Rare visitor flies into suburbia
TWO attractive bird species, one unexpected, swept and fluttered into peripheral vision, then established their presence.
One, it seems, is flavour of the month. Long-tailed tits (Aegithalos caudatus) are here, there and everywhere, to be seen in gardens and parkland with good cover. Just how these beautiful but tiny creatures survived the deluges of last year when there was an almost total wipe-out of songbirds is one of nature's miracles.
The unexpected were waxwings (Bombycilla garrulus), rare winter visitors from Scandinavia and Russia in hard weather, distinctive and unusual birds, starling-sized, small groups of which will clear red-berried bushes in jig time. There have been sightings for a month or so.
A few years back, a poet friend had a group of these visitors in his south Dublin garden. Last week, in nearby Monkstown, a keen birder spotted a bunch of them gorging on cottoneasters and pyracanthus.
They are non-stop feeders once they find a source and will swallow berries wholesale. In Scotland one observed bird ate 500 cottoneaster berries, three times its own weight, in six hours. But one bird in Wales broke the all-comers' record by devouring between 600 and 1,000 berries in a similar period. Naturally, these went through its system – every four minutes!
Waxwings can appear in varied sized groups in eastern Ireland sometimes in four- and five-year cycles, or 'invasion' years, triggered by poor rowan berry crops in Scandinavia. Thousands of birds head west and south seeking food. Obviously many hit the eastern seaboard of Britain before Dublin gets a spill-over, but some birds have gone as far as Galway and Listowel.
These beautiful birds are a warm cinnamon grey colour, with striking reinforcements such as a conical 'hoodie' crest, yellow-edged tail, and an upward-curving, Zorro-like black mask.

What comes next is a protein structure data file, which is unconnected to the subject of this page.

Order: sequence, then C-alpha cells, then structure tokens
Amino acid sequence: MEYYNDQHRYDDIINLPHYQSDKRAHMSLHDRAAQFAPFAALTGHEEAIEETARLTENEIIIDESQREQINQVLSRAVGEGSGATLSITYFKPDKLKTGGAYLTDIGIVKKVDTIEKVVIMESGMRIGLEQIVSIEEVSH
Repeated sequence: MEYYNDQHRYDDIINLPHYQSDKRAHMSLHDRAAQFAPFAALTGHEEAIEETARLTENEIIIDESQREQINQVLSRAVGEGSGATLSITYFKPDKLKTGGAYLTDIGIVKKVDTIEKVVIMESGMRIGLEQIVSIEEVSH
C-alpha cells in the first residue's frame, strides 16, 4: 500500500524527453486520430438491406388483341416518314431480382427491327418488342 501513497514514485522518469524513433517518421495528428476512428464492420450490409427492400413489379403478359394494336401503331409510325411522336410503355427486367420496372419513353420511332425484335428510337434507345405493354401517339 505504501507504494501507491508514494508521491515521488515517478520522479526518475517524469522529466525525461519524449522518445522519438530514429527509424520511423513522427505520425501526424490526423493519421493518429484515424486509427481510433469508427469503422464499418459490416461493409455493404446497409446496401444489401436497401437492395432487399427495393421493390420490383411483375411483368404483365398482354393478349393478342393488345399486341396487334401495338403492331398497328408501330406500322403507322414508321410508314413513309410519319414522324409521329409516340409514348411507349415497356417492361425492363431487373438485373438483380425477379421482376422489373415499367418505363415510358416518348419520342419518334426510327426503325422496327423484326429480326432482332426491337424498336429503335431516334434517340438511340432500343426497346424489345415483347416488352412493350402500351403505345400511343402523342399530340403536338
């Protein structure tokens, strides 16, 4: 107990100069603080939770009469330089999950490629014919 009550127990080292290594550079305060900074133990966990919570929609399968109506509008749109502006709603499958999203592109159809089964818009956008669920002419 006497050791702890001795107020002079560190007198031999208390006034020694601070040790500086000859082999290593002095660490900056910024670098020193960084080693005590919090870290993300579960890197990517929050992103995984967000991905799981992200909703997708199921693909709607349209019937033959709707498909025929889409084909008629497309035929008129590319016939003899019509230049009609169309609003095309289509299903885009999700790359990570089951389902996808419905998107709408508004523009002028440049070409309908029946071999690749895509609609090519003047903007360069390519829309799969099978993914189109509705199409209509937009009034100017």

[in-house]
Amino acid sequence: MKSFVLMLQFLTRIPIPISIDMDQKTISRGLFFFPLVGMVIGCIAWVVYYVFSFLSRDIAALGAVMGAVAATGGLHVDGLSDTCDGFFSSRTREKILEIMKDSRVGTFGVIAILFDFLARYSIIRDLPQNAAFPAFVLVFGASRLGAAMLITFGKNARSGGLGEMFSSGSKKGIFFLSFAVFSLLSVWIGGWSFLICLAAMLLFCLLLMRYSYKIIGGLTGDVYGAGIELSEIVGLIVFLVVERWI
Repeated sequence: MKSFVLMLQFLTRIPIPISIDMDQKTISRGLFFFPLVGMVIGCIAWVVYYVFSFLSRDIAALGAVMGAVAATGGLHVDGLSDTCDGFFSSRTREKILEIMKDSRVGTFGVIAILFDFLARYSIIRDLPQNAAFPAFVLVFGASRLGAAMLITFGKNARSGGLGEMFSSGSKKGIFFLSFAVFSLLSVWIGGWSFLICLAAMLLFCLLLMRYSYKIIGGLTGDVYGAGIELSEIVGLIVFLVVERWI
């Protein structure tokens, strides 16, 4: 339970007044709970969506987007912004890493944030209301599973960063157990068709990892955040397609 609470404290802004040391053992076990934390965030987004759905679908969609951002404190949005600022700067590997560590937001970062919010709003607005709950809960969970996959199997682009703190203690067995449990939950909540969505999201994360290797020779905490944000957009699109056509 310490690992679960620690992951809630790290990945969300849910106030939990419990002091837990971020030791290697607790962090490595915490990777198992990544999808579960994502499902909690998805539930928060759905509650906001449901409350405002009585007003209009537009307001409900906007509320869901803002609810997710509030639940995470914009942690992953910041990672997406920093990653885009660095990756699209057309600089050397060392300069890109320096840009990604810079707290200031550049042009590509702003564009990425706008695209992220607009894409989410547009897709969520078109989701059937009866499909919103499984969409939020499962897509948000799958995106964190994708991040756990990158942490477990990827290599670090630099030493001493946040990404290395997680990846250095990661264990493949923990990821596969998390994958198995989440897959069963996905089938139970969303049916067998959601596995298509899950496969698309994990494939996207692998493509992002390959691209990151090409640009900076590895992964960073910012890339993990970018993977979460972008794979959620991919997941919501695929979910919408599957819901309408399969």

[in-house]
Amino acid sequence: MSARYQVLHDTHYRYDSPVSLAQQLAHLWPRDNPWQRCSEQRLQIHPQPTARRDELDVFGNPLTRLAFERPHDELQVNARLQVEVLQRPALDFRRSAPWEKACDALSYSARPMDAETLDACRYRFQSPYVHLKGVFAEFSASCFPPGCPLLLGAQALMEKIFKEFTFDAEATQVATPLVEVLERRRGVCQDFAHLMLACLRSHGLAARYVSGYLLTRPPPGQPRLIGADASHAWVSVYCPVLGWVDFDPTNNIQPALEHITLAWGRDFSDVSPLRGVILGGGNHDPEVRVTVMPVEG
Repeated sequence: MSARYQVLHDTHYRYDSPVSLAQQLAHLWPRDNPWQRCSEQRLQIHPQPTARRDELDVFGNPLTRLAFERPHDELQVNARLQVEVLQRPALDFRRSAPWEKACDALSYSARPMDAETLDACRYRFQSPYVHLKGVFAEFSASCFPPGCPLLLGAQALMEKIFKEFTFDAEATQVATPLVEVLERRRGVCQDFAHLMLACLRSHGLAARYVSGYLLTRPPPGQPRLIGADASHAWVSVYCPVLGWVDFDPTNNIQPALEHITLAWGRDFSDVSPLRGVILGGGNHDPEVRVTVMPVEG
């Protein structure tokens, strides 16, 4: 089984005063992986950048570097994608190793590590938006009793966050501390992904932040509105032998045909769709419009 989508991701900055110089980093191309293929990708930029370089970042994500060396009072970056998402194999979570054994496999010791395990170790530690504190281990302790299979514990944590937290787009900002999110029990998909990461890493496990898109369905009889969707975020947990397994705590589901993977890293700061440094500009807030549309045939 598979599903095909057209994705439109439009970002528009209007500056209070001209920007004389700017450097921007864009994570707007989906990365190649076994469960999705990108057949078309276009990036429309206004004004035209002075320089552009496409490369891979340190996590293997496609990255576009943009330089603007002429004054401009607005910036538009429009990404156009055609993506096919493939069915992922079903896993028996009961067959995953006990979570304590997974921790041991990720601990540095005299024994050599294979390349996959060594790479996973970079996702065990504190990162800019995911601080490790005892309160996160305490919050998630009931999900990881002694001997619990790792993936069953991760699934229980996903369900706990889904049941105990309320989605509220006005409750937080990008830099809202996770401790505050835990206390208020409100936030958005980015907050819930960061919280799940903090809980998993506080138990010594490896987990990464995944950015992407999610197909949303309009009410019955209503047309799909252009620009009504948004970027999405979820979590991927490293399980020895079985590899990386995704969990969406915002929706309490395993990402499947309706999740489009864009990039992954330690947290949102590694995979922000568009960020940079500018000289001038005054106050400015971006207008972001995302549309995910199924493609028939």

Most distinctive, however, are the red waxy blobs at the tips of several secondary flight feathers which give the bird its name.
You may not be as fortunate as the Monkstown birder in spotting a small invading air force (there were sightings in Clontarf also), but keep an eye out in supermarket car parks where berry-bearing landscaping can attract these exotic visitors.
Long-tailed tits, which are resident, are tiny, beautiful birds – like whirring sticks attached to ping-pong balls – passing through communal places making soft, bubbling contact noises. They operate in groups and play follow-the-leader – when one takes off, the others follow. It's a family thing. They are tiny and delicate like goldcrests and survive on a diet of minute insects, garden bird table fare not being much of an attraction for them.
Bad weather can be devastating. Like wrens, they huddle together for warmth in a roost with protruding tails from a clump of feathers like a spiked ball.
They are tribal for survival with various 'aunts' and 'uncles' helping to raise youngsters hatched out in an elaborate oval-shaped dome usually sited in a dense thorn bush. Such togetherness means that year after year, in spite of the weather, they reappear in spring to give all of us a heartfelt lift .